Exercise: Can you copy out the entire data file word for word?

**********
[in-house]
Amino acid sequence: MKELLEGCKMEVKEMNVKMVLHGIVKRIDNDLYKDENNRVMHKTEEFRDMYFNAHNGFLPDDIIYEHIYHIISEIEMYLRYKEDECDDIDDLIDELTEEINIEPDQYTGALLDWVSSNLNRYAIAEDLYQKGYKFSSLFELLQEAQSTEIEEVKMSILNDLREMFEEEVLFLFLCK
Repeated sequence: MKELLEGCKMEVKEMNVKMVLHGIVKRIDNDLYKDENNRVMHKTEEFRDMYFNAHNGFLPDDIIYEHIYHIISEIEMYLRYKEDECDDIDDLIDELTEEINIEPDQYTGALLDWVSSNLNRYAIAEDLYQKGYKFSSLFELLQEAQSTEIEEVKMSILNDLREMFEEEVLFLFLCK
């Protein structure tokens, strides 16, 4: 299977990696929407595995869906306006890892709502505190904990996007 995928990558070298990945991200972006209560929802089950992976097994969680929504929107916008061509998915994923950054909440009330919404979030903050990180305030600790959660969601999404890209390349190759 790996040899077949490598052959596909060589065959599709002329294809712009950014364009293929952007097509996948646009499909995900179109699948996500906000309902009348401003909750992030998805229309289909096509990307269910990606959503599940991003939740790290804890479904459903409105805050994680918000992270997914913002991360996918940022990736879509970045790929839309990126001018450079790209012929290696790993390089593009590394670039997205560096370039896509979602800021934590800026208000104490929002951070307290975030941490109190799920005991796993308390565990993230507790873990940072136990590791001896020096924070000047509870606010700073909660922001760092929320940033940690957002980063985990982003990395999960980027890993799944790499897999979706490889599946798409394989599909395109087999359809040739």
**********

[in-house]
Amino acid sequence: MKELLEGCKMEVKEMNVKMVLHGIVKRIDNDLYKDENNRVMHKTEEFRDMYFNAHNGFLPDDIIYEHIYHIISEIEMYLRYKEDECDDIDDLIDELTEEINIEPDQYTGALLDWVSSNLNRYAIAEDLYQKGYKFSSLFELLQEAQSTEIEEVKMSILNDLREMFEEEVLFLFLCK
Repeated sequence: MKELLEGCKMEVKEMNVKMVLHGIVKRIDNDLYKDENNRVMHKTEEFRDMYFNAHNGFLPDDIIYEHIYHIISEIEMYLRYKEDECDDIDDLIDELTEEINIEPDQYTGALLDWVSSNLNRYAIAEDLYQKGYKFSSLFELLQEAQSTEIEEVKMSILNDLREMFEEEVLFLFLCK
């Protein structure tokens, strides 16, 4: 299977990696929407595995869906306006890892709502505190904990996007 995928990558070298990945991200972006209560929802089950992976097994969680929504929107916008061509998915994923950054909440009330919404979030903050990180305030600790959660969601999404890209390349190759 790996040899077949490598052959596909060589065959599709002329294809712009950014364009293929952007097509996948646009499909995900179109699948996500906000309902009348401003909750992030998805229309289909096509990307269910990606959503599940991003939740790290804890479904459903409105805050994680918000992270997914913002991360996918940022990736879509970045790929839309990126001018450079790209012929290696790993390089593009590394670039997205560096370039896509979602800021934590800026208000104490929002951070307290975030941490109190799920005991796993308390565990993230507790873990940072136990590791001896020096924070000047509870606010700073909660922001760092929320940033940690957002980063985990982003990395999960980027890993799944790499897999979706490889599946798409394989599909395109087999359809040739």